butterfly

Our top 5 good news stories of 2021

It's not all doom and gloom.

As we reflect on the past year, let's remember the good — the people, communities, ideas, and science that are creating a more healthy and sustainable planet.


The environment can be a depressing beat. But here are the top five good news stories from our newsroom over the past year that remind us there is hope.

1. The pesticide ban movement gains momentum

pesticide ban

Cities and counties are increasingly banning toxic pesticides—and some are taking aim at fertilizers.

2. A Listen Into Landscape

good news podcast

A series of audio postcards spotlighting peace, place, and connection to landscape from the perspective of those working in nature.

3. How artificial intelligence can help save us from air pollution

artificial intelligence

Researchers find AI may outperform traditional models, which could give more advance warning of bad air days, and reduce harmful exposures and hospital visits.

4. From butterfly wings to shrimp claws: Mimicking nature on the nanoscale

green chemistry

Innovators look to biomimicry to address sustainability challenges.

5. Planting a million trees in the semi-arid desert to combat climate change

planting trees

Tucson's ambitious tree planting goal aims to improve the health of residents, wildlife, and the watershed.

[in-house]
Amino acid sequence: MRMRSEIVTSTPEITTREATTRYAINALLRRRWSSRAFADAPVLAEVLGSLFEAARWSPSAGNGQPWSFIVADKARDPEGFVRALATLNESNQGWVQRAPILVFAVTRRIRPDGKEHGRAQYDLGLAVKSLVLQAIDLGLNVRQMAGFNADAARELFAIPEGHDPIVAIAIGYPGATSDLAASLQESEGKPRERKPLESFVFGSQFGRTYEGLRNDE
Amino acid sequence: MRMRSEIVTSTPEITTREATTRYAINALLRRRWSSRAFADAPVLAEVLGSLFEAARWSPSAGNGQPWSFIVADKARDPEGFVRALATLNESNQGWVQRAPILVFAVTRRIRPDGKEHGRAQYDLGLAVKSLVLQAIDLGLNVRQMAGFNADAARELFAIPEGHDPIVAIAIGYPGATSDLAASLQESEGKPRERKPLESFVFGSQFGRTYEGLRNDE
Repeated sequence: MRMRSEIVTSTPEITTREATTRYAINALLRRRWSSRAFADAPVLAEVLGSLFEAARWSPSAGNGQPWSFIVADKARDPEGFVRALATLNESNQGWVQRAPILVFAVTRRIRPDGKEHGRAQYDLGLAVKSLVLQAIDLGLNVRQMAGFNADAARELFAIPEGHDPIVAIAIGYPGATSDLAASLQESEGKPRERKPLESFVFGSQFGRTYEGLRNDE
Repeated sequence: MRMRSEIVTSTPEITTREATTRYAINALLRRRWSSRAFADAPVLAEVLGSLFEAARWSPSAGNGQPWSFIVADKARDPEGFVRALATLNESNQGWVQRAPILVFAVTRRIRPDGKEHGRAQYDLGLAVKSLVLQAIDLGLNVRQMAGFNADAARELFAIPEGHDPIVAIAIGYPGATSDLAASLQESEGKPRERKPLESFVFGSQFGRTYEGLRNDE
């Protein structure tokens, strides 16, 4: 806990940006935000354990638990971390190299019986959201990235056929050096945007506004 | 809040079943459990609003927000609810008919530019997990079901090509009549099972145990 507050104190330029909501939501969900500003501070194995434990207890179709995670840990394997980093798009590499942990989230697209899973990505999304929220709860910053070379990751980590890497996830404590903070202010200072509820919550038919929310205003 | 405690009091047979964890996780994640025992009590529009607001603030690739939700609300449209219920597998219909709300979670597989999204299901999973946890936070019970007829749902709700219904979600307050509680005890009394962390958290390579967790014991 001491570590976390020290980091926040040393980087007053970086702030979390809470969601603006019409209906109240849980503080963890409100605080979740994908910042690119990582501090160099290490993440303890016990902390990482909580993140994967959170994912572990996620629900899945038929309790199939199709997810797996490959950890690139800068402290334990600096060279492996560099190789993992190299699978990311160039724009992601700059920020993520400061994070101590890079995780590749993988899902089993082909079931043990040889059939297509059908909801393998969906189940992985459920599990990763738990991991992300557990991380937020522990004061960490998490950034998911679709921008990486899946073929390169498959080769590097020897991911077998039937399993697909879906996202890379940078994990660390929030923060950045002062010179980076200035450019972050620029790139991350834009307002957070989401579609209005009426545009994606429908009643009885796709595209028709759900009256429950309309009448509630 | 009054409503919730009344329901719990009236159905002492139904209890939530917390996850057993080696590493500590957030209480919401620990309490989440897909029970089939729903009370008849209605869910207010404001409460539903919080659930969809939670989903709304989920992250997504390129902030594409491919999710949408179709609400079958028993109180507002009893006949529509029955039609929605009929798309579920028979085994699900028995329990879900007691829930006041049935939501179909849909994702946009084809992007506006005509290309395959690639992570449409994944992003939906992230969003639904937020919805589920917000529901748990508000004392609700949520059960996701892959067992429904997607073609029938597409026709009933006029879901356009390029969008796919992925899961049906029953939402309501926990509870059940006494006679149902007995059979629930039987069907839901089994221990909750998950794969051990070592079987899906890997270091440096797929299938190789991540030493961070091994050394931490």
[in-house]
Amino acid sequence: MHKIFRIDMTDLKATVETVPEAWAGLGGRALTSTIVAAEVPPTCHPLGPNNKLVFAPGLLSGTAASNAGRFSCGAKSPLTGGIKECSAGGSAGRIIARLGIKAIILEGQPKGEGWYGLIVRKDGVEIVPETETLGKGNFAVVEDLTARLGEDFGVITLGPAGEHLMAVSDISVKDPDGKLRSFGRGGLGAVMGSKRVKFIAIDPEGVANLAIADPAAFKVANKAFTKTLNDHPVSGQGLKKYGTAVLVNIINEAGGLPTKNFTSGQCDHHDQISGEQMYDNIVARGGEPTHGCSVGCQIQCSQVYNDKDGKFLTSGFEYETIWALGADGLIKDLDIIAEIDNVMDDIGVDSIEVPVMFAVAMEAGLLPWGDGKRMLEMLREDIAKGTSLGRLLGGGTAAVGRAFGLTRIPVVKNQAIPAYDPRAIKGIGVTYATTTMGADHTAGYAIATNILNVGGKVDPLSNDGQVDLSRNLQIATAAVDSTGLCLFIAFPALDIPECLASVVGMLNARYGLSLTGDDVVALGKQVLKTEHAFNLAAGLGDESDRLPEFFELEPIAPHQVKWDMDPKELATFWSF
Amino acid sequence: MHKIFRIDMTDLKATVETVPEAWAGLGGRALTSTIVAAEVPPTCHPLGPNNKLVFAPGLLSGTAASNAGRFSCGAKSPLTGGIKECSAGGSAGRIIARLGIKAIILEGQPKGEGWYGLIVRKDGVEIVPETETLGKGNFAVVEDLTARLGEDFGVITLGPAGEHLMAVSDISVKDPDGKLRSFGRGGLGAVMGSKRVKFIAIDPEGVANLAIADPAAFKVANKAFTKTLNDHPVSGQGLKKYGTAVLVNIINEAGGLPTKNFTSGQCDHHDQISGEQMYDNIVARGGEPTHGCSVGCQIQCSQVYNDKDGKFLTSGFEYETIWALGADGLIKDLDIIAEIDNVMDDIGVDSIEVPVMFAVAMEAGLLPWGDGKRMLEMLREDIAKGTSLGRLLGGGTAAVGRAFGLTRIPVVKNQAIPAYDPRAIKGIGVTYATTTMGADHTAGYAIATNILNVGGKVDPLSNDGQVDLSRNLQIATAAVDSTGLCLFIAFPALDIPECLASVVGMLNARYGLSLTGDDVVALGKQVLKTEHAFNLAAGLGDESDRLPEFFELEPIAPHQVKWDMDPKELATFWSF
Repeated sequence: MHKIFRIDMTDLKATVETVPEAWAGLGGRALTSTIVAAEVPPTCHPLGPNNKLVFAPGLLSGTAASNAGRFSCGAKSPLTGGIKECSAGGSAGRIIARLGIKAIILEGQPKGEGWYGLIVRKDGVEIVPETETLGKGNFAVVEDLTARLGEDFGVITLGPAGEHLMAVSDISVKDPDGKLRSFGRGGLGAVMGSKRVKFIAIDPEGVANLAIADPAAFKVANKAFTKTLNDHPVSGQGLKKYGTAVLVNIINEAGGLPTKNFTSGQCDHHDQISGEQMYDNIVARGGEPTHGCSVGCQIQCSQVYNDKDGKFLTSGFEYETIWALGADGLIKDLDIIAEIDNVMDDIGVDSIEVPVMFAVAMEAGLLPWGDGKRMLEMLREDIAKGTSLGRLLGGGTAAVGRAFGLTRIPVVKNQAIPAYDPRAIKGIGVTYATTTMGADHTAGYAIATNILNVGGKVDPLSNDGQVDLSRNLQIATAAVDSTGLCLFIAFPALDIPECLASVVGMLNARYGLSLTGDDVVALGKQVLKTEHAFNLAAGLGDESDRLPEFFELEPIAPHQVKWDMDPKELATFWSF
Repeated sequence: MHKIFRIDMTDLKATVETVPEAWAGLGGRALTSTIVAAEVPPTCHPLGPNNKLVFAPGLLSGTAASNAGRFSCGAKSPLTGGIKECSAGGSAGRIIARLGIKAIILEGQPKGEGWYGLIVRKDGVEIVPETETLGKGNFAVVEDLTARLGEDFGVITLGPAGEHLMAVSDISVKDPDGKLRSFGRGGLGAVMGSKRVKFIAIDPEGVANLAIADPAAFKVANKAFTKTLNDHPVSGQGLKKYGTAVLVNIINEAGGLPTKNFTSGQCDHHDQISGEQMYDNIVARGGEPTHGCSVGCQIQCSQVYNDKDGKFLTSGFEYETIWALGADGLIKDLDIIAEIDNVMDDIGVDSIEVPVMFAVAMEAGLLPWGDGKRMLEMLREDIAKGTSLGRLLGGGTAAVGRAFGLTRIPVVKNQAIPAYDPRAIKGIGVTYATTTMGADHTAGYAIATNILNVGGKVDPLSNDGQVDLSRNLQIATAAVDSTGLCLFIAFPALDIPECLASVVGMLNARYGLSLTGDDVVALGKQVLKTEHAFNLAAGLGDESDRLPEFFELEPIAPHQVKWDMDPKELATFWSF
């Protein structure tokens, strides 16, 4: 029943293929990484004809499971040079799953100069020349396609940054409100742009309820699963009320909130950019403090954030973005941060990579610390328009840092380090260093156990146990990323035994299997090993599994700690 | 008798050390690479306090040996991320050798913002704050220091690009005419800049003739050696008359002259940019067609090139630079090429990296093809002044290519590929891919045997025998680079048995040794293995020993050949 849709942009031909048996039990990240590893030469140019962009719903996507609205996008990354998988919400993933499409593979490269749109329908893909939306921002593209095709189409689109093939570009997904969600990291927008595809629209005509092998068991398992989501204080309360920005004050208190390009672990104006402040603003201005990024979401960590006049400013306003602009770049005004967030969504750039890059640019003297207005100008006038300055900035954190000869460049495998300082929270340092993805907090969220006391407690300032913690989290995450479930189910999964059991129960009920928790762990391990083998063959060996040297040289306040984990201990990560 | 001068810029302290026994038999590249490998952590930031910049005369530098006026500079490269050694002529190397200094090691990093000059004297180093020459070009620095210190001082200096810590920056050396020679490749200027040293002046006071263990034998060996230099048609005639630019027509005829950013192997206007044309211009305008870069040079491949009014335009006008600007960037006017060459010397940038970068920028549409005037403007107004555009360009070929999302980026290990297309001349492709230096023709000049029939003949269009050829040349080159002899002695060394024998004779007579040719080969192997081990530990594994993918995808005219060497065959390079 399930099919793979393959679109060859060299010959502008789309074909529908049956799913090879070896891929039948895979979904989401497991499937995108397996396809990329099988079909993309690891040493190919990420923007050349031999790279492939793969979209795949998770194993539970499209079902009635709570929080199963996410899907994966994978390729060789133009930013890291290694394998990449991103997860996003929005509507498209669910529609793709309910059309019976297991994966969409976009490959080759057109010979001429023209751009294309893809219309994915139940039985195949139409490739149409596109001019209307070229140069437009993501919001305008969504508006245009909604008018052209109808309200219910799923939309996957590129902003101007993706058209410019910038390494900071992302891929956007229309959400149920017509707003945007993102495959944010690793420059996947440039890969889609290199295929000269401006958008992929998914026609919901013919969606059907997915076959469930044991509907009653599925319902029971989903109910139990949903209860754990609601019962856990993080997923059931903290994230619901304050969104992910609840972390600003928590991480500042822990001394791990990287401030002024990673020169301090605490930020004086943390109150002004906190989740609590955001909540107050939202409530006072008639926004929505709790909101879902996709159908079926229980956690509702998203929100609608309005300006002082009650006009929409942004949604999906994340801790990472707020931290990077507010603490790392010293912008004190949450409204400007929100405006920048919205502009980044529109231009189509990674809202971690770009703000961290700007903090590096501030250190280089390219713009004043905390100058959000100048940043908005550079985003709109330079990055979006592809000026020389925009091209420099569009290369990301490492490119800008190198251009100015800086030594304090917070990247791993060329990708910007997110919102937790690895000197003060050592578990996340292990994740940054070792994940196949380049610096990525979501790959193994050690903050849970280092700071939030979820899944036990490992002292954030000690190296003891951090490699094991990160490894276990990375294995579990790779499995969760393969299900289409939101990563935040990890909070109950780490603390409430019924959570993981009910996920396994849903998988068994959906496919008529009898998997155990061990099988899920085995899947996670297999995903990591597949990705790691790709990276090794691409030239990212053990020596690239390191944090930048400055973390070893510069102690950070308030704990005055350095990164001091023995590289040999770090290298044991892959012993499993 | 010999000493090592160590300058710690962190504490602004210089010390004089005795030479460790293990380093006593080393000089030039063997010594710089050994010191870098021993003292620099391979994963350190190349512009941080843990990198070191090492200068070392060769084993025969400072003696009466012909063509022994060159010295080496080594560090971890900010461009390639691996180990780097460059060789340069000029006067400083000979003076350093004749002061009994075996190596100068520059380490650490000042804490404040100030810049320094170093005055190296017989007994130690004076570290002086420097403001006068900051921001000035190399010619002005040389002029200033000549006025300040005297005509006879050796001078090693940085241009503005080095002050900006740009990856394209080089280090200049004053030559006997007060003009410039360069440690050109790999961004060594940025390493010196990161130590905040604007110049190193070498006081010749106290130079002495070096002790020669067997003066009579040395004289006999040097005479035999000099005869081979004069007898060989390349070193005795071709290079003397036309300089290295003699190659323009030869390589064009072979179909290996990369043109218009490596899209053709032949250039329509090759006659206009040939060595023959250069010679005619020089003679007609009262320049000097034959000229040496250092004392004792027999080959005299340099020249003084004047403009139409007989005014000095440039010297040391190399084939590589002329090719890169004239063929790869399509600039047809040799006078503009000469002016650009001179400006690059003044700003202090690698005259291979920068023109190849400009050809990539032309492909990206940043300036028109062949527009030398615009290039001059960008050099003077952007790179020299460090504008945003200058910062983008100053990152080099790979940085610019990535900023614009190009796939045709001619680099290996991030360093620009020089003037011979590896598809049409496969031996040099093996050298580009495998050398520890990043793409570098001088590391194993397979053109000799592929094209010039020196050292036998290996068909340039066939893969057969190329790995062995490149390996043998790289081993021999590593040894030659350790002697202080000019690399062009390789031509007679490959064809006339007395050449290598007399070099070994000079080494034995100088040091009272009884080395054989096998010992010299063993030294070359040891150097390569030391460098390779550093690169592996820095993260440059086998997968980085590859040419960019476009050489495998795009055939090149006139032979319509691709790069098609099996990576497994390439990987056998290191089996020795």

Have a good news story tip? We want to hear about it, write us at feedback@ehn.org.

Banner photo: Metalmark Butterfly. (Credit: Andreas Kay/flickr)

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From our newsroom

Peter Dykstra: Greenwashing’s medieval age

Old school greenwashers and deniers with staying power.

PFAS: The latest toxic concern for those near fracking

The “forever chemicals” are used by the oil and gas industry, but a lack of transparency and accountability makes it impossible to know how widespread contamination could be.

How Colorado is preventing PFAS contamination from the oil and gas industry

And how other states, including Pennsylvania, could do the same.

Evidence of PFAS in toilet paper (Yes, toilet paper!)

Testing finds fluorine — an indicator of PFAS — in four brands of toilet paper. However, the levels indicate the chemicals are unlikely added on purpose.

Op-Ed: Countries all over the world are banning atrazine. The US just keeps spraying.

Until the EPA untethers itself from the wishes of the pesticide industry, we can never trust that it is following the science and protecting people and wildlife from the most dangerous poisons.